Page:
In just a few years, a Clark County couple went from making homemade potato chips on their kitchen counter to distributing thousands of bags to some of the largest grocery chains in Ohio.
The success of Rue Farms Rustic Potato Chips is particularly surprising because until December 2012, owners Matt and Jeanne Rue, of Springfield, rarely ever ate potato chips. But they felt bad after their daughter bought them a deep fryer for Christmas that year, and made a small batch just to find some use for the appliance.
Now, the company sells its locally-made, kettle-cooked chips at grocers like Whole Foods, Kroger and Jungle Jim’s, as well as numerous smaller stores statewide, including the gift shop at the Ohio Statehouse.
They credit much of their success to the fact that they tweaked every recipe and flavor until they knew it was right.
“We made them the way we want to eat them,” Matt Rue said.
It took about a month before Matt Rue was able to convince his wife to make a small batch to sell at the online farmer’s market in Champaign County, where they had already sold baked goods like bread and cookies. When the first three orders sold, it was so unexpected that they didn’t have bags to sell them in and had to use bread bags and twist ties.
Before long, they had doubled their capacity and bought a second deep fryer, and then a 40-lb. fryer.
To prepare for an upcoming Yellow Springs Street Fair, they bought 1,000 pounds of potatoes from Michael Farms in Urbana, peeled them all by hand and spent 8 to 12 hours each day frying enough to last through the weekend. But they sold out the first day.
The street fair was also where they were approached by health officials and told if they wanted to continue making chips in bulk, they needed to do so in an FDA-approved facility.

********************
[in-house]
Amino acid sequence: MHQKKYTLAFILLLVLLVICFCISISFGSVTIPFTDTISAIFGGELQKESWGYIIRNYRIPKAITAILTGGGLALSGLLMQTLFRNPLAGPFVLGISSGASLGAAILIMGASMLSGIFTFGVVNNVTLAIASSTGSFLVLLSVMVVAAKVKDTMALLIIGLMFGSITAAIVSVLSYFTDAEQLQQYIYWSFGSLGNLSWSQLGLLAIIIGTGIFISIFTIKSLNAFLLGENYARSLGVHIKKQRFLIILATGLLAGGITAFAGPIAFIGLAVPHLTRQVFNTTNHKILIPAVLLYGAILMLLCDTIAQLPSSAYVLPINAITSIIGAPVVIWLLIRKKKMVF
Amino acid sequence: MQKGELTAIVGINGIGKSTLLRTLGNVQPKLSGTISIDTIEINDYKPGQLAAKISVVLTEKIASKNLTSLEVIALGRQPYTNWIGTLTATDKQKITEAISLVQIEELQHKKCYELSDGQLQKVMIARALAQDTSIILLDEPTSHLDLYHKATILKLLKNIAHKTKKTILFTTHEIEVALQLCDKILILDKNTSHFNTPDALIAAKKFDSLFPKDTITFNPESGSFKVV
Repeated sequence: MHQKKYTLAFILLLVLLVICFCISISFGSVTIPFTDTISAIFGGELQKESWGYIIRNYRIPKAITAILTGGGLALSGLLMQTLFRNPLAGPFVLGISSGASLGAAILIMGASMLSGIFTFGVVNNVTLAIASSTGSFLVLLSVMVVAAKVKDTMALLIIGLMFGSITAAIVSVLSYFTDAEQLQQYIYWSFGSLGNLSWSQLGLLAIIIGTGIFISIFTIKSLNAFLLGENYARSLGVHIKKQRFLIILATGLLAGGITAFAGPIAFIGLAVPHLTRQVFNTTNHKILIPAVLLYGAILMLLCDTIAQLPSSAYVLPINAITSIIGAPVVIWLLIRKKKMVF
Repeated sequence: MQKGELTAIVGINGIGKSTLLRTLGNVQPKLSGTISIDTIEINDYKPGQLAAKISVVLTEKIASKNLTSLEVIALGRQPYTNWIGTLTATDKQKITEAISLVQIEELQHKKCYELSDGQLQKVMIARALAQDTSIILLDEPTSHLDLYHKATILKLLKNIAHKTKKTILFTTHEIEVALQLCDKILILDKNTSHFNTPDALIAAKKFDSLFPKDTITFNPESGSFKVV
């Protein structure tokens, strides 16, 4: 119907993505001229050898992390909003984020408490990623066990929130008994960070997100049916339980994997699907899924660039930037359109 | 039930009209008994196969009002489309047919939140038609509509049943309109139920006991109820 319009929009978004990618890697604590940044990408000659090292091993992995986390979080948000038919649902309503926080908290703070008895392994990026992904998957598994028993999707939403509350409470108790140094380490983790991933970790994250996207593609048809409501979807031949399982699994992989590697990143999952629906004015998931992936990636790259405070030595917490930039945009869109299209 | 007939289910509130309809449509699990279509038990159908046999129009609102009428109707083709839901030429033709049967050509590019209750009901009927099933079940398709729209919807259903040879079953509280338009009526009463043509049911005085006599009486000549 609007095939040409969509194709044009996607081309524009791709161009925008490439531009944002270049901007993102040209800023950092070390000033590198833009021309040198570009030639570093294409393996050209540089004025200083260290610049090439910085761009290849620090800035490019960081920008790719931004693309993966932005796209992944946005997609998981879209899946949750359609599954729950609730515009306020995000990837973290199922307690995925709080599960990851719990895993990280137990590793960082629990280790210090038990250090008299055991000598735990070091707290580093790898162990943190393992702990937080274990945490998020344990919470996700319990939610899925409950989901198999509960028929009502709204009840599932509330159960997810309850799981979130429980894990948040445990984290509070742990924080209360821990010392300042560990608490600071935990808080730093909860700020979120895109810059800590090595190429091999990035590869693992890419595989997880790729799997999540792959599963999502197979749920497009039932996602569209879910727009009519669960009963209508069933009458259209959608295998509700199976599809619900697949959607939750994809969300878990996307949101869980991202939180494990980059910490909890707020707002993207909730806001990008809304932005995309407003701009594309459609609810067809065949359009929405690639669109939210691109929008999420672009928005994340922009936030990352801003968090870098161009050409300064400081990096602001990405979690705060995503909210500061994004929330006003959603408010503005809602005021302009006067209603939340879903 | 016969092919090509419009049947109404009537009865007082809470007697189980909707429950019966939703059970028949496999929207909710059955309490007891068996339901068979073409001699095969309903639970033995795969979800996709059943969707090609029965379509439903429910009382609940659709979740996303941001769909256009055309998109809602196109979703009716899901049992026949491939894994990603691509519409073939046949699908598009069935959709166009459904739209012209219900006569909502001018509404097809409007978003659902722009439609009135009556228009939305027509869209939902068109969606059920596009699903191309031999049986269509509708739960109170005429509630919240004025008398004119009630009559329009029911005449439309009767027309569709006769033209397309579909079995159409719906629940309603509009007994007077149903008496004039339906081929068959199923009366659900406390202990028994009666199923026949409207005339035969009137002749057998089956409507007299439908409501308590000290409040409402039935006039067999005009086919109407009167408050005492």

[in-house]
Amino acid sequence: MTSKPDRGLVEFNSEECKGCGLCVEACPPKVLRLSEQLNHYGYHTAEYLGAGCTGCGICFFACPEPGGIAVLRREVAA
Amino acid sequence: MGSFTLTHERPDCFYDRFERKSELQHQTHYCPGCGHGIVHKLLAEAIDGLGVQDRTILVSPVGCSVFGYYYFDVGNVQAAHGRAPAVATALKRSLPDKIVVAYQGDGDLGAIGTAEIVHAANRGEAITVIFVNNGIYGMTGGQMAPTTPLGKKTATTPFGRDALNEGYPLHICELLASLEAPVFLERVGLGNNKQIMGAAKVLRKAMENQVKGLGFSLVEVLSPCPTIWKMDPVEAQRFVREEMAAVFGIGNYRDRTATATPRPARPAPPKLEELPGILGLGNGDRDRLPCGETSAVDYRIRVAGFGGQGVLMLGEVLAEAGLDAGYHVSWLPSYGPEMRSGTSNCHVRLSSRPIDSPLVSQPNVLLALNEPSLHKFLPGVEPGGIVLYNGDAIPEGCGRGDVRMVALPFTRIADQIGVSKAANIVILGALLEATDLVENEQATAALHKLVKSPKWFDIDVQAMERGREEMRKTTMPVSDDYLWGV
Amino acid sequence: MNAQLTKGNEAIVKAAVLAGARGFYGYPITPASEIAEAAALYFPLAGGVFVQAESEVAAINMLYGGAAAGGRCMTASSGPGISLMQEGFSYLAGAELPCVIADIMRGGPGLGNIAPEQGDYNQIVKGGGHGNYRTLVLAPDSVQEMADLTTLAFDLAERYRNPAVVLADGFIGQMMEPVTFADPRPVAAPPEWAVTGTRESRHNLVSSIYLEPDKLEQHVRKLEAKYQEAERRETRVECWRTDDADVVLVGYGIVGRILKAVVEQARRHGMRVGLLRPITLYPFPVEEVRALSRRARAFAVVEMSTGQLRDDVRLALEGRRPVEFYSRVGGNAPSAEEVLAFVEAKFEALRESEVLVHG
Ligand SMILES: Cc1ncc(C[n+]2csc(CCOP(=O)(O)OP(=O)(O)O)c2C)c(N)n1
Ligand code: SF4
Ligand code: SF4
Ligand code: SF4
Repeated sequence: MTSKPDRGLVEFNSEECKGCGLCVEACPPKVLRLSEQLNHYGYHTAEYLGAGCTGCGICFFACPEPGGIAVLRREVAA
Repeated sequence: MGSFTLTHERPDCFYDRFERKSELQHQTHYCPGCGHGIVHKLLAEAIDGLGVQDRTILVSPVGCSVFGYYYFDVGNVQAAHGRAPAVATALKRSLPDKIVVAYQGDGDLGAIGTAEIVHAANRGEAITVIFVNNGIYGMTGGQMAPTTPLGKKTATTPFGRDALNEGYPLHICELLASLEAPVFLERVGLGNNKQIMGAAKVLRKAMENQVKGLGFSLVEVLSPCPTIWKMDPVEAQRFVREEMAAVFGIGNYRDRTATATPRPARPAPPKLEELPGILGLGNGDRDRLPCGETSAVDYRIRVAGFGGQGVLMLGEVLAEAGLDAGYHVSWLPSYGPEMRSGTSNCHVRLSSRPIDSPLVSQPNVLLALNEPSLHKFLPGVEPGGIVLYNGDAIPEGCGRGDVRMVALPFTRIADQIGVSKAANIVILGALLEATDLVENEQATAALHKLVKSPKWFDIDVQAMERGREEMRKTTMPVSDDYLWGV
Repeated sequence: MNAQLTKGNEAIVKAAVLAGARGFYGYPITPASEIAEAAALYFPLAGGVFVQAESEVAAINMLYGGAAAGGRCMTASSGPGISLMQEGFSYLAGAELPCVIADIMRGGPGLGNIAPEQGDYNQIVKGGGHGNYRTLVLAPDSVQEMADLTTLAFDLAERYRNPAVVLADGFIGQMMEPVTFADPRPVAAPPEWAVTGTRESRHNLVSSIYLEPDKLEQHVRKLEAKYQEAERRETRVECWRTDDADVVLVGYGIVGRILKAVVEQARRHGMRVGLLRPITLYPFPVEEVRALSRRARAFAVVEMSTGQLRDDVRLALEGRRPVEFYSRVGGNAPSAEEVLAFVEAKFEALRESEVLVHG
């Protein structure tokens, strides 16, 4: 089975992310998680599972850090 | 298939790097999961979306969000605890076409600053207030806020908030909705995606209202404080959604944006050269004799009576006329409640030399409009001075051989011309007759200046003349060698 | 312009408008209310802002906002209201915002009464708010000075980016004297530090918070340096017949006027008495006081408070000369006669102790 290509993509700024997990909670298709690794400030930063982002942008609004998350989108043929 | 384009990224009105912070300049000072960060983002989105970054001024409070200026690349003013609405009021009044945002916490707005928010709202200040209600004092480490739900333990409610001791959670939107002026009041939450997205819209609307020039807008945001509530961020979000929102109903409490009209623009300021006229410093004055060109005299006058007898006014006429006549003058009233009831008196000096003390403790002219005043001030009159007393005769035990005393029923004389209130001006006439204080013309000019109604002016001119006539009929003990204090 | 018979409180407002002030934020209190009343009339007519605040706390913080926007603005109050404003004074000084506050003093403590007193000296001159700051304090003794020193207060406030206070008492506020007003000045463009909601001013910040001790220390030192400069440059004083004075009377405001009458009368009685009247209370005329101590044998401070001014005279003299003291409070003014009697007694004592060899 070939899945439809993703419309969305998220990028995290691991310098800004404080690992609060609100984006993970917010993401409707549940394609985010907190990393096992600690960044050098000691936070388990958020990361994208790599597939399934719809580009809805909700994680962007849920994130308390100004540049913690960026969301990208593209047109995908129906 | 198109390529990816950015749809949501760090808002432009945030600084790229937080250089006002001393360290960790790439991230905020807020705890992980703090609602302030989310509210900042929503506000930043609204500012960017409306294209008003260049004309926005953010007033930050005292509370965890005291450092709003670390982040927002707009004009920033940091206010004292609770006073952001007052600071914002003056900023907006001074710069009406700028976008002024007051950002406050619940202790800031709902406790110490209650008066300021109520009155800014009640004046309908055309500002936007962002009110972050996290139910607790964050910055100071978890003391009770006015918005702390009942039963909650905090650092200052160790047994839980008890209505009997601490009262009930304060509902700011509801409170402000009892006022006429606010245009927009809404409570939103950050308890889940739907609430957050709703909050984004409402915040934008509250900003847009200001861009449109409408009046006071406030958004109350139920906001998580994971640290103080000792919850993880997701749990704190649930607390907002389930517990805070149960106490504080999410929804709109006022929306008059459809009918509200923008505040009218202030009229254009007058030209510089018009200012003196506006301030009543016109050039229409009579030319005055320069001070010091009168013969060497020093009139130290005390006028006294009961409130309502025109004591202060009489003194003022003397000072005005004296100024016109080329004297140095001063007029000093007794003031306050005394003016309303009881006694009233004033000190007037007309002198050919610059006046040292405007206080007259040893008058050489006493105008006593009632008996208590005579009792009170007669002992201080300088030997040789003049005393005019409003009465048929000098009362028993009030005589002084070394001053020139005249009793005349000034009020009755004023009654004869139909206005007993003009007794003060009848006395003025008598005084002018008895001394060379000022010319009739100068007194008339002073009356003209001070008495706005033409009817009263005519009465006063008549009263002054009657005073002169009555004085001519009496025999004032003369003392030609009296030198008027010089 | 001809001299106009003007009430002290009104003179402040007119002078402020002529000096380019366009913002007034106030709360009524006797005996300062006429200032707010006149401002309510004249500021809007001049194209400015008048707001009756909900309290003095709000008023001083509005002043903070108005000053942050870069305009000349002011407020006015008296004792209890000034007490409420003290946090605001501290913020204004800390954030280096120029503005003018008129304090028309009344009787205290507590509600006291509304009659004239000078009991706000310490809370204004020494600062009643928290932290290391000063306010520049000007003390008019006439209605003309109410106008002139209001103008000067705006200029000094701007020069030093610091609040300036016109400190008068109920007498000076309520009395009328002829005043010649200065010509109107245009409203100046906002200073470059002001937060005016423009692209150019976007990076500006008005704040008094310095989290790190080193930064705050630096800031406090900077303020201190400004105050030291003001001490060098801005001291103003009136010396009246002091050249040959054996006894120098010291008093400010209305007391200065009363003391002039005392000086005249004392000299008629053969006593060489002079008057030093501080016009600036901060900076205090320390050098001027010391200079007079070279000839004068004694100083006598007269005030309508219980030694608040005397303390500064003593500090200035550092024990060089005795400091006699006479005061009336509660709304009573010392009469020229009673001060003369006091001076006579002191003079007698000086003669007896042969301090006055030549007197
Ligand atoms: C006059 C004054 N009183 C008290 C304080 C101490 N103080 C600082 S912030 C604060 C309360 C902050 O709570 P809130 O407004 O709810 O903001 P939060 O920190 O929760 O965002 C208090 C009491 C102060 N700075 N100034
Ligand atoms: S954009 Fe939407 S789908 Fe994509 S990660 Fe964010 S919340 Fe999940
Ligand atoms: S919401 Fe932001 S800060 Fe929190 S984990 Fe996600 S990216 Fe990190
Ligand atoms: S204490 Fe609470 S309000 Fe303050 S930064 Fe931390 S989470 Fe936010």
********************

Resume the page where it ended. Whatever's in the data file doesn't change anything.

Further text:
“We got slapped on the wrist and thrown into the potato chip industry,” Matt Rue said.
They eventually rented a facility in Dayton owned by Mikesell’s Potato Chip Company, where they still watch over each batch they make. They got their first business partner when the owners of the Yellow Springs Brewery asked to sell the chips in that business, and it took off from there.
The couple has had several businesses in the past, including catering, farming and running a volleyball camp, but the new business has taken over. They do their own accounting, delivery and marketing, and only this year hired two interns and a part-time office manager. They sold their cows last year.
“It’s basically turned into all we’re doing is potato chips,” Matt Rue said.
After selling to smaller grocers around the region, they eventually got picked up by larger chains, including a 15-minute interview with Whole Foods they described as an “American Idol”-style elimination process to pick the best local food producers. They expect to have their products in all Whole Foods stores in Ohio later this year, and even sell bags at the Ohio Statehouse.
“They don’t buy a lot, but at least you can say you’re in the Statehouse,” Matt Rue said.
All of the chips still come from potatoes grown at Michael Farms and are made using non-genetically modified oils and gluten-free herbs and spices.
They credit their daughter for coming up with the four basic flavors, including dill herb and pink Himalayan salt.
Eventually they’d like to sell the chips in neighboring states, then nationally. But they never expected to start a business with their deep fryer.
“We wake up every morning thinking, ‘Are we really hocking chips?’ ” Jeanne Rue joked.